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Due to Her Battle With ALS, Roberta Flack Can No Longer Sing

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According to a statement released by her publicist on Monday, Roberta Flack, the highly recognized vocalist whose huge successes like “Killing Me Softly With His Song” made her one of the most famous voices of the 1970s, has been diagnosed with amyotrophic lateral sclerosis and can no longer sing.

According to Elaine Schock, Ms. Flack’s publicist, in an email sent to The New York Times, the condition, which is known as Lou Gehrig’s disease, was identified in August and has made it difficult for Ms. Flack to speak since then.

Ms. Flack, 85, received Grammy Awards in 1973 and 1974 for record of the year and best pop vocal performance for her No. 1 songs “The First Time Ever I Saw Your Face,” “Killing Me Softly With His Song,” and “Feel Like Makin’ Love.” She received 14 Grammy nominations during her career.

Ms. Flack, who was born and raised in the Big Apple, most recently performed at the Apollo Theater in the year 2018. Ms. Schock said she fainted and had a stroke at the theatre.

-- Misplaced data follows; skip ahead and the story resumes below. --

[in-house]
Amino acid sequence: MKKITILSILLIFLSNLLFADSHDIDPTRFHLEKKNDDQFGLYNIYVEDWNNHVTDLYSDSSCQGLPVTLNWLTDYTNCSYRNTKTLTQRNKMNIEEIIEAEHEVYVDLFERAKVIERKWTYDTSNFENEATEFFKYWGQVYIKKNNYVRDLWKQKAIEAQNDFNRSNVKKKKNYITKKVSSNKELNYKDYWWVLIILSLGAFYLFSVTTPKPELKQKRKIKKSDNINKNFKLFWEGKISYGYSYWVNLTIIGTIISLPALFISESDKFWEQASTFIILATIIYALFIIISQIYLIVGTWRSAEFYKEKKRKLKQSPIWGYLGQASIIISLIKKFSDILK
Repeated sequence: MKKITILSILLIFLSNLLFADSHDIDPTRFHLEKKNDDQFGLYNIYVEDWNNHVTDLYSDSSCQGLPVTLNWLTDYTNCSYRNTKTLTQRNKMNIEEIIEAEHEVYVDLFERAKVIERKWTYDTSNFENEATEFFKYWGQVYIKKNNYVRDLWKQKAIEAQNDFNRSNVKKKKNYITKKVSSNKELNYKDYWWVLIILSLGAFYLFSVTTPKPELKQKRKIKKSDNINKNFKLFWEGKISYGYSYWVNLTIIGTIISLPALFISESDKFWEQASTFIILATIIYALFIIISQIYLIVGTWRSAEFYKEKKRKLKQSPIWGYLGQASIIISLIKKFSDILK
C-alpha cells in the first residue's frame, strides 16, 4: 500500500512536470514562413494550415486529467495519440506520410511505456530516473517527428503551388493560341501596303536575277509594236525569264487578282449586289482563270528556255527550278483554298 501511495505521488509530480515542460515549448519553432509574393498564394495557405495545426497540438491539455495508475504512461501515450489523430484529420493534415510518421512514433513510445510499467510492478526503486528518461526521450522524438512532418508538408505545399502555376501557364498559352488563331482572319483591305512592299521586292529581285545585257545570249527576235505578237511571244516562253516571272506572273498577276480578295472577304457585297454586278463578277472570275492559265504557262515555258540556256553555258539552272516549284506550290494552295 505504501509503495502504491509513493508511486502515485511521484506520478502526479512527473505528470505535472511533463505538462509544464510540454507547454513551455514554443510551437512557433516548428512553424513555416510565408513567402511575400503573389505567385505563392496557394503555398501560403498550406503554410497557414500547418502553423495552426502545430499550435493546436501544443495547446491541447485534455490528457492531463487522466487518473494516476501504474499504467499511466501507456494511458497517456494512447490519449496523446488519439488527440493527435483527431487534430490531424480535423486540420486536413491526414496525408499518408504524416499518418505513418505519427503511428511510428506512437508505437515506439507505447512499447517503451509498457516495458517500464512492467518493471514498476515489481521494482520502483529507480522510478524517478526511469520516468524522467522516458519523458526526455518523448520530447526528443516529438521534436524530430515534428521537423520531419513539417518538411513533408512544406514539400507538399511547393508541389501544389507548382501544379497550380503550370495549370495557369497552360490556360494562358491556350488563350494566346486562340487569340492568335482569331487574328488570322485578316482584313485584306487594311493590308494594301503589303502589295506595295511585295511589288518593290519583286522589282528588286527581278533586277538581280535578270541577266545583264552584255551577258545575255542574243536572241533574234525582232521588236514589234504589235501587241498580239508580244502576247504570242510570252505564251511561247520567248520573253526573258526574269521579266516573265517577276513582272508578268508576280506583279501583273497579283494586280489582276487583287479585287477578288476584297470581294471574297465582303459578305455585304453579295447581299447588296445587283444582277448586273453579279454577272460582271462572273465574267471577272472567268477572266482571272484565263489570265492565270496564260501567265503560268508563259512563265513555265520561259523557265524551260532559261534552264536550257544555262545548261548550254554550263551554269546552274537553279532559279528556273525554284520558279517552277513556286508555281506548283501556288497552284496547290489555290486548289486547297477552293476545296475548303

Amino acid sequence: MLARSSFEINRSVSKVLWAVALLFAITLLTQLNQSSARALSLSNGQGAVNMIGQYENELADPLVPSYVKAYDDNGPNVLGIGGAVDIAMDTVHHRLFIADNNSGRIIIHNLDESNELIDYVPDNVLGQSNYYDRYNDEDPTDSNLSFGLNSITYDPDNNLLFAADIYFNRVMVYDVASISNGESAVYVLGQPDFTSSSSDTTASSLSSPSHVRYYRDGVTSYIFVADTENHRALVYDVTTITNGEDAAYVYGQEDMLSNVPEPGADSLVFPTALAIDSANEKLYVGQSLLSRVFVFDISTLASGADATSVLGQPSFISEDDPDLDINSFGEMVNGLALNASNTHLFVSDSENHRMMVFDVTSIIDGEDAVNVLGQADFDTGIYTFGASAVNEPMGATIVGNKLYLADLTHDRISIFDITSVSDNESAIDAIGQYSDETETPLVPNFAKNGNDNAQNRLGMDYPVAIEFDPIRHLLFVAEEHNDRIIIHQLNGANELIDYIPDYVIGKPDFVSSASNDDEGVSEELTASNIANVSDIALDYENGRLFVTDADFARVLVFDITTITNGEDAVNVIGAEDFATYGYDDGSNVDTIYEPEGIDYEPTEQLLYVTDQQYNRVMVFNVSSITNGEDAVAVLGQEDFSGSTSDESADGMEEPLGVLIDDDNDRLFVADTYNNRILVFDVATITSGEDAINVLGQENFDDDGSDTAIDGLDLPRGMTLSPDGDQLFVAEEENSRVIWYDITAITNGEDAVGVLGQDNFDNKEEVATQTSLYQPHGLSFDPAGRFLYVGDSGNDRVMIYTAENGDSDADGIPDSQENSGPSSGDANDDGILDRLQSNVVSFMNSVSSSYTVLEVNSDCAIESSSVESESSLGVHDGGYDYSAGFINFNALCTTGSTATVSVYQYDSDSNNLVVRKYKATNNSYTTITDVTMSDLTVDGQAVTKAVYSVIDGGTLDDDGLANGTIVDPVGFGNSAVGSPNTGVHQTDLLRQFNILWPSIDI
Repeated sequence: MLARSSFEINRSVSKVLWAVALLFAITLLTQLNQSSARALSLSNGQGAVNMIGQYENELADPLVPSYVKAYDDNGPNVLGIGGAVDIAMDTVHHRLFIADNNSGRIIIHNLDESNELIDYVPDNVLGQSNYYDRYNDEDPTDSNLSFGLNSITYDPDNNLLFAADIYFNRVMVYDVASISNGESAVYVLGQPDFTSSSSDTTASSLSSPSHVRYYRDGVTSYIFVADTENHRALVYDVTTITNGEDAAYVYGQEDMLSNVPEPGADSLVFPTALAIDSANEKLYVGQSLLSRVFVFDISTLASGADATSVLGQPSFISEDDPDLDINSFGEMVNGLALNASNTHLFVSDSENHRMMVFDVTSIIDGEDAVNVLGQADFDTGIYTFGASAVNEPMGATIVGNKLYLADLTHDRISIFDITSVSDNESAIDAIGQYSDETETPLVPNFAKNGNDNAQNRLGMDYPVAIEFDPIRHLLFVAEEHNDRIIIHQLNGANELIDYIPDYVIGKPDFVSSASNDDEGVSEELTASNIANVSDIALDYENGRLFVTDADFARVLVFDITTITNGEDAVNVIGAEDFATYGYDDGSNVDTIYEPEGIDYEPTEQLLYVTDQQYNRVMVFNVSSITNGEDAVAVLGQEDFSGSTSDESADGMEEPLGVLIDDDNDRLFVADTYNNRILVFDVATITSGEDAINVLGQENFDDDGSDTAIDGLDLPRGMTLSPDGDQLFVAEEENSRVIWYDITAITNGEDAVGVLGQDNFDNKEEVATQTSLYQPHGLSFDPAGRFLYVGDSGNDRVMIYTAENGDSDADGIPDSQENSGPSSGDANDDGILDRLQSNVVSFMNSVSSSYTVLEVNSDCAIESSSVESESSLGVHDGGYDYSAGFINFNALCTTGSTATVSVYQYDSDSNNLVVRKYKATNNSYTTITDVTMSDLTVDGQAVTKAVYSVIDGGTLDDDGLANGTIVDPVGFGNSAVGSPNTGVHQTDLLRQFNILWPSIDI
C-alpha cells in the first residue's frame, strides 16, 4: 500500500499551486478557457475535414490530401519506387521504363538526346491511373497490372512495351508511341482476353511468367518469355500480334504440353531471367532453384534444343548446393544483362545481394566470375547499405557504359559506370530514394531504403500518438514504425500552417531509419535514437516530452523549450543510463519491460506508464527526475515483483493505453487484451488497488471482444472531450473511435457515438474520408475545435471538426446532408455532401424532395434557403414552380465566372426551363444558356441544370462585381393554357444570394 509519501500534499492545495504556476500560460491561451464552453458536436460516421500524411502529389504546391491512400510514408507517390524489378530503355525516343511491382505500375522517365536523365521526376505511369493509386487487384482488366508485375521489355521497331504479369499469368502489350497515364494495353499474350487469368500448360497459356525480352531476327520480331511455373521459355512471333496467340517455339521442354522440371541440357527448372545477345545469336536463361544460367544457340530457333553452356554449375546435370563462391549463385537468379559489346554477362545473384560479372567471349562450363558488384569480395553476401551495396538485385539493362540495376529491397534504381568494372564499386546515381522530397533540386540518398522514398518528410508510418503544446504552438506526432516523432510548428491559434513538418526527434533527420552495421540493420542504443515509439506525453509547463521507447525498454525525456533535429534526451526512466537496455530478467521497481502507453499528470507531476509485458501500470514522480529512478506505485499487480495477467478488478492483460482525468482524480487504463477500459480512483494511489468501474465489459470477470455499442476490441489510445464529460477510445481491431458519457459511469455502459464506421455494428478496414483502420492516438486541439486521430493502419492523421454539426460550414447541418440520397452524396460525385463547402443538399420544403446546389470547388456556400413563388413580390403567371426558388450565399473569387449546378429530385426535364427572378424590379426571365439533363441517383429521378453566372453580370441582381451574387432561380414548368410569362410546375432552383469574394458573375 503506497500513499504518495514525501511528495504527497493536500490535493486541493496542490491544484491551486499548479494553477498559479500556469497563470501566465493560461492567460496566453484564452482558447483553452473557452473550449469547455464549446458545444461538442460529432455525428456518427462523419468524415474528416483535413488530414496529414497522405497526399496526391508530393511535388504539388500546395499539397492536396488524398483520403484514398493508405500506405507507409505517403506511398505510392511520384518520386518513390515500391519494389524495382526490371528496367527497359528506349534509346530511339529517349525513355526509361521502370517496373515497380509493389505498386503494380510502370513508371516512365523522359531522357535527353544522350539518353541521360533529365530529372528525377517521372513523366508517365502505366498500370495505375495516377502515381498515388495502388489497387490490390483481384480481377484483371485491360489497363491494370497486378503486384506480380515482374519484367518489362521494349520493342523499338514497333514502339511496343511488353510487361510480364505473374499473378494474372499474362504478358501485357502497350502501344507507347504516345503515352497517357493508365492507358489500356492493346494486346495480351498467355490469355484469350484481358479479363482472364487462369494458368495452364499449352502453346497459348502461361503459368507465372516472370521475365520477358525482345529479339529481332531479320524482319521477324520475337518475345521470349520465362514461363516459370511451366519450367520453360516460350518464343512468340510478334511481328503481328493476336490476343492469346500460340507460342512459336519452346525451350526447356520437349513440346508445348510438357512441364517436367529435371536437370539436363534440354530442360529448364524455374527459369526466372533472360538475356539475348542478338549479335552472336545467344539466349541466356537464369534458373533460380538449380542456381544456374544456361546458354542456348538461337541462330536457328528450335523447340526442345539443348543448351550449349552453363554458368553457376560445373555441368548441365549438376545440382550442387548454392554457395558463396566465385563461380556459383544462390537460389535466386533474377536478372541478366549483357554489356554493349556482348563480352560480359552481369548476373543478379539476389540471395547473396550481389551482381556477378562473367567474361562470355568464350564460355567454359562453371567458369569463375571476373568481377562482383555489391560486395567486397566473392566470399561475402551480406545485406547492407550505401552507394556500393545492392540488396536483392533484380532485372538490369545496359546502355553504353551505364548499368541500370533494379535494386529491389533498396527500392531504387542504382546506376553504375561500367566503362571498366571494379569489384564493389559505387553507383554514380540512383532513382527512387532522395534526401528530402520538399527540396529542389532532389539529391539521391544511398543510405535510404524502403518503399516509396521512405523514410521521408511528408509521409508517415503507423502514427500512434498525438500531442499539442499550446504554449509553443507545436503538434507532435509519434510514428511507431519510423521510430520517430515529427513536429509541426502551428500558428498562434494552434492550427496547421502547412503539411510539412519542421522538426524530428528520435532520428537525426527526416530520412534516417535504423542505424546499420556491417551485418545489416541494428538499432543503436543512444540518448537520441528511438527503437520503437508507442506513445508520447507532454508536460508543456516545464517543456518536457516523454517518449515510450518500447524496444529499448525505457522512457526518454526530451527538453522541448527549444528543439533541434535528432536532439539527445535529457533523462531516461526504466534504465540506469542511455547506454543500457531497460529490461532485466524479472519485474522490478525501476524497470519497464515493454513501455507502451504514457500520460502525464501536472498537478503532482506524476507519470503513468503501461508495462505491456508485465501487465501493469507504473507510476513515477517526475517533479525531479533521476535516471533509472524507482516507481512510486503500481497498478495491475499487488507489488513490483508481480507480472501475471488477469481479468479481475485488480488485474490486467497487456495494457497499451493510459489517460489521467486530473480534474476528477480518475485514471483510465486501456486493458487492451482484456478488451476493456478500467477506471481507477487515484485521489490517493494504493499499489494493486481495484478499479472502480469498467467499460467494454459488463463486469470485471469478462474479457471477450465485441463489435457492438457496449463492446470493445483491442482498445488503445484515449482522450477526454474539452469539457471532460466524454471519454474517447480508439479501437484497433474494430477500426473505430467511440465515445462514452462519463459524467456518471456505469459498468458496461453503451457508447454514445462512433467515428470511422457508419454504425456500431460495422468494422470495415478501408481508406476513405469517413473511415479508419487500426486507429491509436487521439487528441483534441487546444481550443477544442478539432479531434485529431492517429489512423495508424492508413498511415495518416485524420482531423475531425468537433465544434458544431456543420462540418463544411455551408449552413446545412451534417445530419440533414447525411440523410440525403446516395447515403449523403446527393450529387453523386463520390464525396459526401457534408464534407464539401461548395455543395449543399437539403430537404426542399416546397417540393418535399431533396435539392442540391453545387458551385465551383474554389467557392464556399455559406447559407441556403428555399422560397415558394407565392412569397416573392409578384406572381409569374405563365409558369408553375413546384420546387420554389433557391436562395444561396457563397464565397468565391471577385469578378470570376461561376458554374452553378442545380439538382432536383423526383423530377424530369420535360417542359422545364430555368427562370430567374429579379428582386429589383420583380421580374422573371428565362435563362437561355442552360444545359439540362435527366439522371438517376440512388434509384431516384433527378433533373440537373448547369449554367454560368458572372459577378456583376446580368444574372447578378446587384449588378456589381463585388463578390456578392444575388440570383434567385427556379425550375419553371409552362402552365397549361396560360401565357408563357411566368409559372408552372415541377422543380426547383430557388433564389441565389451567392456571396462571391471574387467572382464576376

Ms. Flack received a lifetime achievement Award from the Recording Academy’s National Trustees in 2020. “Ms. Flack intends to continue her musical and creative endeavors,” according to the statement. “Her fortitude and enthusiastic enjoyment of music, which propelled her from humble beginnings to the international spotlight, remains fresh and inspiring.”

According to the release, a new feature-length documentary titled “Roberta” will premiere on Thursday at the DOC NYC film festival. Next year marks the 50th anniversary of the release of Ms. Flack’s fourth album, “Killing Me Softly.” According to the release, Rhino Records will commemorate the event with a commemorative reissue of the record.

According to the Centers for Disease Control and Prevention (CDC), amyotrophic lateral sclerosis (ALS) is a disease that causes the nerve cells to cease functioning and eventually die. The inability of the nerves to excite the specific muscles results in the muscles’ atrophy, as stated by the Centers for Disease Control and Prevention (CDC).

According to the Centers for Disease Control and Prevention (CDC), the etiology of most occurrences of A.L.S. is unknown, and reports show that less than 20,000 persons in the United States have it.

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